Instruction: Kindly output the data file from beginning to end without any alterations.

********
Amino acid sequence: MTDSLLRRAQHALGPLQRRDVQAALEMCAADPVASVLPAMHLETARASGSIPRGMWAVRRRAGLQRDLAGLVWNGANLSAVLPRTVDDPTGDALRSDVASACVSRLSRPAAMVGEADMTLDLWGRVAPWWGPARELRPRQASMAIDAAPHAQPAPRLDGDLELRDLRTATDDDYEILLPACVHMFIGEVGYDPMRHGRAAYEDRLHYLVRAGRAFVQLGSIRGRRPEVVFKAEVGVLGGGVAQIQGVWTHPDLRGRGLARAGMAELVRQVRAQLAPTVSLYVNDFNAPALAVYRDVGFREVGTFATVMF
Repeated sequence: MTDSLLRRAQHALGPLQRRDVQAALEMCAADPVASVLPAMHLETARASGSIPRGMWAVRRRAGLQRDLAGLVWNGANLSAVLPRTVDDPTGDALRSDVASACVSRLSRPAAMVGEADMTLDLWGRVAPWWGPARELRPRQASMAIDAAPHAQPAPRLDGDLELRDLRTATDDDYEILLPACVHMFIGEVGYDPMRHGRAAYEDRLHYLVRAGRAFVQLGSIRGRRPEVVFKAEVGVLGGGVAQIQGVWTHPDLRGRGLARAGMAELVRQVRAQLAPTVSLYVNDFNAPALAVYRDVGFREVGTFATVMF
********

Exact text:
Amino acid sequence: MTDSLLRRAQHALGPLQRRDVQAALEMCAADPVASVLPAMHLETARASGSIPRGMWAVRRRAGLQRDLAGLVWNGANLSAVLPRTVDDPTGDALRSDVASACVSRLSRPAAMVGEADMTLDLWGRVAPWWGPARELRPRQASMAIDAAPHAQPAPRLDGDLELRDLRTATDDDYEILLPACVHMFIGEVGYDPMRHGRAAYEDRLHYLVRAGRAFVQLGSIRGRRPEVVFKAEVGVLGGGVAQIQGVWTHPDLRGRGLARAGMAELVRQVRAQLAPTVSLYVNDFNAPALAVYRDVGFREVGTFATVMF
Repeated sequence: MTDSLLRRAQHALGPLQRRDVQAALEMCAADPVASVLPAMHLETARASGSIPRGMWAVRRRAGLQRDLAGLVWNGANLSAVLPRTVDDPTGDALRSDVASACVSRLSRPAAMVGEADMTLDLWGRVAPWWGPARELRPRQASMAIDAAPHAQPAPRLDGDLELRDLRTATDDDYEILLPACVHMFIGEVGYDPMRHGRAAYEDRLHYLVRAGRAFVQLGSIRGRRPEVVFKAEVGVLGGGVAQIQGVWTHPDLRGRGLARAGMAELVRQVRAQLAPTVSLYVNDFNAPALAVYRDVGFREVGTFATVMF